At some point in any writer’s life—whether you are starting out or need a dose of inspiration—a craft book on writing can be useful and helpful. A so-called “craft book” is sort of a writing class and writing companion gathered between two covers. There are several such books on my bookshelf that I turn to time and again, and some that I keep within reach right on my desk. They are great to keep you going … along with a bottomless coffee pot.
Writing can be lonely, and in an era obsessed with “social media” in which we’re expected to fill every waking moment with emails, text messages, tweets and Facebook updates, you can’t help but wonder if there’s something wrong with wanting to be left alone to write something that’s a bit more involved and less instantaneous. On the pages of these books you’ll be reassured that you aren’t the only one trying to put words on paper (or on the screen). Someone has done this before you, and done it well, and they’re willing to share what they’ve learned.
Craft books are something I plan to mention during my upcoming talk, “How to Get Started Writing Your Story (And Publishing Your Work) at 6:30 p.m. Monday, Aug. 22 at the Chesapeake City Branch Library. (Hope to see you there!) Meanwhile, I thought I would share some of my favorite craft books and how—and why—they have been helpful to me.
Favorite craft books on writing:
How to Write Magical Words and magicalwords.net
This wonderful book is a compilation of the magicalwords.net blog kept by several accomplished fantasy writers, including Faith Hunter, David B. Coe, Misty Massey, A.J. Hartley and C.E. Murphy. Though geared toward fantasy writing, it’s chock full of practical tips from working writers dealing with everything from getting unstuck, to making a living, to rewrites, to marketing, to coming up with ideas. You can easily visit the blog online, but the book (available in print and as a digital book for your Kindle or Nook) is a resource you will turn to again and again.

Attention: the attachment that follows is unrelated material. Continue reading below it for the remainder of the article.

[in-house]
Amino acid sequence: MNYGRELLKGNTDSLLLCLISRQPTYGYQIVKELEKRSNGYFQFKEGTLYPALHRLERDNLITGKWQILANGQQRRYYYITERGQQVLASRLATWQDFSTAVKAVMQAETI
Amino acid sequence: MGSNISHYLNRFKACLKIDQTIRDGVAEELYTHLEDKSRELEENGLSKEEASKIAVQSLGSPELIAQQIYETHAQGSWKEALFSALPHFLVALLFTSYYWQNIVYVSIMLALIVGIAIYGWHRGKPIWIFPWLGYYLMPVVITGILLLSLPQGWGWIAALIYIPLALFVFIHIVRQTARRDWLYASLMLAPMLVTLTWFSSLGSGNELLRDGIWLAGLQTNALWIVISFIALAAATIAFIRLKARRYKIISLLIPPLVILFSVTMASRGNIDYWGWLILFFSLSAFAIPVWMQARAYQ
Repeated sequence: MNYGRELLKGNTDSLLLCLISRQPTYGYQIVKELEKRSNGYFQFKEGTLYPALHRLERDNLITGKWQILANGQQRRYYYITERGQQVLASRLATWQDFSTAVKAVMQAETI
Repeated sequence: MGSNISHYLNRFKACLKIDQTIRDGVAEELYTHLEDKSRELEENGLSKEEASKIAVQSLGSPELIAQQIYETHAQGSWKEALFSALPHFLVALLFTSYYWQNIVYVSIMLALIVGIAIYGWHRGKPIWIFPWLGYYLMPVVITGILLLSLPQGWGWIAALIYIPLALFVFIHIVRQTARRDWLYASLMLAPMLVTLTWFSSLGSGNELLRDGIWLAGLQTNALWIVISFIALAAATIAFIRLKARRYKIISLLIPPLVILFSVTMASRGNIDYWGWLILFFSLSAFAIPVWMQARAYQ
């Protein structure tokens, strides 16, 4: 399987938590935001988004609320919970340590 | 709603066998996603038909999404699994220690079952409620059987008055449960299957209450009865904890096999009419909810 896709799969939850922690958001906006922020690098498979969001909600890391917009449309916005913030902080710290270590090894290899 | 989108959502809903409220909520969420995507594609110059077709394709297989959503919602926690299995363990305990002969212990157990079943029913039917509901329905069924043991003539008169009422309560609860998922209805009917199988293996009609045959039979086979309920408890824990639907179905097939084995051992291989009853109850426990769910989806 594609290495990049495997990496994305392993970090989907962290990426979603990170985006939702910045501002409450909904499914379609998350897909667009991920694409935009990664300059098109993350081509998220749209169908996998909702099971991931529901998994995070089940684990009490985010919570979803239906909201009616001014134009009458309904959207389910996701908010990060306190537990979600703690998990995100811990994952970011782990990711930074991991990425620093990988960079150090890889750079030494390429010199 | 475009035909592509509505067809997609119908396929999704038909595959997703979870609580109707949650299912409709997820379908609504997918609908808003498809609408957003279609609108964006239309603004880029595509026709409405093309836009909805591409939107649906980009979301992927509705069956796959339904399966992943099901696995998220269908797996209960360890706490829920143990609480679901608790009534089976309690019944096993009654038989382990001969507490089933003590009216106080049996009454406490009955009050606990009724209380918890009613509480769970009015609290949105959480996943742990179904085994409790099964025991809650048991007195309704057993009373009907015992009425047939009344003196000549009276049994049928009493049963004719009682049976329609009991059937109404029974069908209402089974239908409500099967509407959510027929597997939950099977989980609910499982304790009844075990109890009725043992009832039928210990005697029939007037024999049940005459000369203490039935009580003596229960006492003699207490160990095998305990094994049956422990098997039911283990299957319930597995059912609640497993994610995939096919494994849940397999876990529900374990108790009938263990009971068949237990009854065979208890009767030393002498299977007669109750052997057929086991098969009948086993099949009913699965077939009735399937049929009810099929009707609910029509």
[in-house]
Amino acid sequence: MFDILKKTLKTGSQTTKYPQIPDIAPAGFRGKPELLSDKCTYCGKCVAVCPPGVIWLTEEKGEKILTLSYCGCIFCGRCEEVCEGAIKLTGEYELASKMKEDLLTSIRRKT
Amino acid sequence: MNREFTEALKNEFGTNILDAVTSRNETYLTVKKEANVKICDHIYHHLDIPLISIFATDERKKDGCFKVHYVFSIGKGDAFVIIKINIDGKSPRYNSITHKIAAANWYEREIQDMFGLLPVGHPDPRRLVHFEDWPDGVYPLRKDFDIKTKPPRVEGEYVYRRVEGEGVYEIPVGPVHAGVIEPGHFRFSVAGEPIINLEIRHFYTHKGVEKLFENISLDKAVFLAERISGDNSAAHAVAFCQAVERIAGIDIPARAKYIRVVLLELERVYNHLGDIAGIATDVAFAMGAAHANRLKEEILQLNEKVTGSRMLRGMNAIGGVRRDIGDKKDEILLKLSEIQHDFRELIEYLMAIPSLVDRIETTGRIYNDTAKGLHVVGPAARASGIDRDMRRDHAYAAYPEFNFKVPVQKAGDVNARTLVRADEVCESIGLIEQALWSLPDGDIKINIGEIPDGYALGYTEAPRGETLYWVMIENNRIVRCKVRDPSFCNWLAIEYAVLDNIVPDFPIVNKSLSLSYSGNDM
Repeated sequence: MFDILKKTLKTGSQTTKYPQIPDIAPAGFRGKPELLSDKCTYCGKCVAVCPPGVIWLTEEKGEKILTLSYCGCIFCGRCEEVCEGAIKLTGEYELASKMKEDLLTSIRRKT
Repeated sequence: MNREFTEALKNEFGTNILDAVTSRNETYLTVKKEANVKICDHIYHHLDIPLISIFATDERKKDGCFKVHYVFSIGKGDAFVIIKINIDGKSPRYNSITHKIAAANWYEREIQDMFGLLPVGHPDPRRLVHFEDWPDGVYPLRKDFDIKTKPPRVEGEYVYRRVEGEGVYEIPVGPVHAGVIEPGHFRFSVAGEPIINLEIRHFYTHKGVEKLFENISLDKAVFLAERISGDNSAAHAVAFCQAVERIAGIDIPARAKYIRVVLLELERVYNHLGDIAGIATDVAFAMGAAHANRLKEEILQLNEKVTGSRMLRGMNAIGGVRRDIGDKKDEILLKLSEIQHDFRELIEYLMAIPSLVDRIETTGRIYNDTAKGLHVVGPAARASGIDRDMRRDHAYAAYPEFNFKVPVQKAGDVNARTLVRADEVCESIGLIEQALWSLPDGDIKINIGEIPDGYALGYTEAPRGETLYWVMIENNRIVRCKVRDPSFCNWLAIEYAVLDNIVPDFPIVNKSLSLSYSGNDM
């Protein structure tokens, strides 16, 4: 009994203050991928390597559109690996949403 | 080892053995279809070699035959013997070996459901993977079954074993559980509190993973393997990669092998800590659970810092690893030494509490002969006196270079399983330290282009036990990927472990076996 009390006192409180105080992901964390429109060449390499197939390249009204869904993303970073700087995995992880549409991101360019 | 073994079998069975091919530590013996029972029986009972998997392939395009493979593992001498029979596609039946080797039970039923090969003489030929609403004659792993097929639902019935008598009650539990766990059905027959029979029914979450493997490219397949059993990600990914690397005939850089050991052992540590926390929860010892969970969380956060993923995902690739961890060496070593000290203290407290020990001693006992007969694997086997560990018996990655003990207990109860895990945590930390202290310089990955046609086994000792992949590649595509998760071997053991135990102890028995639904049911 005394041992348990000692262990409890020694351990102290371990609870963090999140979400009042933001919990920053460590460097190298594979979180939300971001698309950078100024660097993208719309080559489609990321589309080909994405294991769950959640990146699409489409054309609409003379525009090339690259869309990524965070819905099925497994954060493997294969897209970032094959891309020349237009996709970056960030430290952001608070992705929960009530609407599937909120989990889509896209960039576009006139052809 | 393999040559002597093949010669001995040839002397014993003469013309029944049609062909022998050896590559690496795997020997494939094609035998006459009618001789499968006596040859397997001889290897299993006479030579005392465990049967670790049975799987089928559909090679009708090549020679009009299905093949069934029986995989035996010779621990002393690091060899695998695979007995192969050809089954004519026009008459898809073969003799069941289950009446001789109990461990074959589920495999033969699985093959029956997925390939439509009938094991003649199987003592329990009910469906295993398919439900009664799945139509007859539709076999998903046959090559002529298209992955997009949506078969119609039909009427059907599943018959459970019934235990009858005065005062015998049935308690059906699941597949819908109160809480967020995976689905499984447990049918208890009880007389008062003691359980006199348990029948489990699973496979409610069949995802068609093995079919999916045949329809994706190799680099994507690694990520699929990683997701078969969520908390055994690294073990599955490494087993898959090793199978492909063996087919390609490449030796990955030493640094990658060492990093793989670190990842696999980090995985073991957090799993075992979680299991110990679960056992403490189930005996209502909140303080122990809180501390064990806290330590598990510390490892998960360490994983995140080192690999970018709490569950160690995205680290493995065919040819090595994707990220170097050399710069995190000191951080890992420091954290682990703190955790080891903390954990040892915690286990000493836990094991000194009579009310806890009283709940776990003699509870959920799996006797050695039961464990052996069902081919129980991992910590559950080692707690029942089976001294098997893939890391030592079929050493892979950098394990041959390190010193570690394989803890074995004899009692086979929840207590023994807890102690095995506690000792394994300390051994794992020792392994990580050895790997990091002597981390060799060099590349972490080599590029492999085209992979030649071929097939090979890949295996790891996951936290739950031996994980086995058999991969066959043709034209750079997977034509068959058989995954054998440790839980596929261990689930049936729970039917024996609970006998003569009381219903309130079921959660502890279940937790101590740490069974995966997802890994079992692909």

Writing the Breakout Novel by Donald Maass
I came across this book several years ago and it remains one of my perennial favorites. Don’t be scared off by the commercial nature of the title, because this is actually a very practical book that shares first-hand accounts of how several well-known authors struggled with concepts or rewrites until they had a good (and sometimes bestselling) manuscript. Examples of good writing, characterization, etc., are pulled right from the pages of popular recent novels and you will be introduced to some writers you might not have known about, but whose work sells well for a reason.
The War of Art by Steven Pressfield
Known for his historical novels, Pressfield’s short and rather “new age” books will get you inspired to step off your creative project, whether it’s writing or getting in shape or launching a business. He writes from the experience of someone who struggled for many years before finding success through hard work. I keep this one on my desk.
The First Five Pages by Noah Lukeman
You can probably guess from the title that this book is all about polishing your manuscript. Have you got a good hook? Here are practical tips on keeping your manuscript in front of editors and readers.
On Writing Well: An Informal Guide to Writing Nonfiction by William Zinsser
I would call this book a “classic” and useful to anyone doing just about any kind of writing for work or school. There is a lot of sound, traditional advice in this book. Best of all, it’s available on the shelves of your local library.
Those are ones I keep on my shelf. Here are a few other craft books available from the library.
- On Writing: A Memoir of the Craft by Stephen King
- A Handbook for Teens Who Like to Write by Victoria Hanley
- Beginnings, Middles, and Ends by Nancy Kress
- Storycraft: The Complete Guide to Writing Narrative Nonfiction by Jack Hunt